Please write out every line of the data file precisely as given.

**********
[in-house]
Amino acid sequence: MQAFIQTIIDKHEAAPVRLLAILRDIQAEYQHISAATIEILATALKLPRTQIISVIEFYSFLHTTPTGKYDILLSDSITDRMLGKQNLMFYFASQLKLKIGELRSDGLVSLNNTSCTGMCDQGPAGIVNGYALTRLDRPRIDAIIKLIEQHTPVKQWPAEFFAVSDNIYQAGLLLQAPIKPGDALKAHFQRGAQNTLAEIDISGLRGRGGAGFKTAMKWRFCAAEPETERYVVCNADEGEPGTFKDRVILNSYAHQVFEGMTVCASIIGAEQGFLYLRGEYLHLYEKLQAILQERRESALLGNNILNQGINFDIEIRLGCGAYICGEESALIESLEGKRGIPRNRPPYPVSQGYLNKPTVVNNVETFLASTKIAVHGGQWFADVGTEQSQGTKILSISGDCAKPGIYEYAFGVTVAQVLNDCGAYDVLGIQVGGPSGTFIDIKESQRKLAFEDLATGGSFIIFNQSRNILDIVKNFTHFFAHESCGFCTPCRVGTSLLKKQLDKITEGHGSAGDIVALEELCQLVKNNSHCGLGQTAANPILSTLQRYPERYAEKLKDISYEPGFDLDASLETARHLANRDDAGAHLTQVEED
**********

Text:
[in-house]
Amino acid sequence: MQAFIQTIIDKHEAAPVRLLAILRDIQAEYQHISAATIEILATALKLPRTQIISVIEFYSFLHTTPTGKYDILLSDSITDRMLGKQNLMFYFASQLKLKIGELRSDGLVSLNNTSCTGMCDQGPAGIVNGYALTRLDRPRIDAIIKLIEQHTPVKQWPAEFFAVSDNIYQAGLLLQAPIKPGDALKAHFQRGAQNTLAEIDISGLRGRGGAGFKTAMKWRFCAAEPETERYVVCNADEGEPGTFKDRVILNSYAHQVFEGMTVCASIIGAEQGFLYLRGEYLHLYEKLQAILQERRESALLGNNILNQGINFDIEIRLGCGAYICGEESALIESLEGKRGIPRNRPPYPVSQGYLNKPTVVNNVETFLASTKIAVHGGQWFADVGTEQSQGTKILSISGDCAKPGIYEYAFGVTVAQVLNDCGAYDVLGIQVGGPSGTFIDIKESQRKLAFEDLATGGSFIIFNQSRNILDIVKNFTHFFAHESCGFCTPCRVGTSLLKKQLDKITEGHGSAGDIVALEELCQLVKNNSHCGLGQTAANPILSTLQRYPERYAEKLKDISYEPGFDLDASLETARHLANRDDAGAHLTQVEED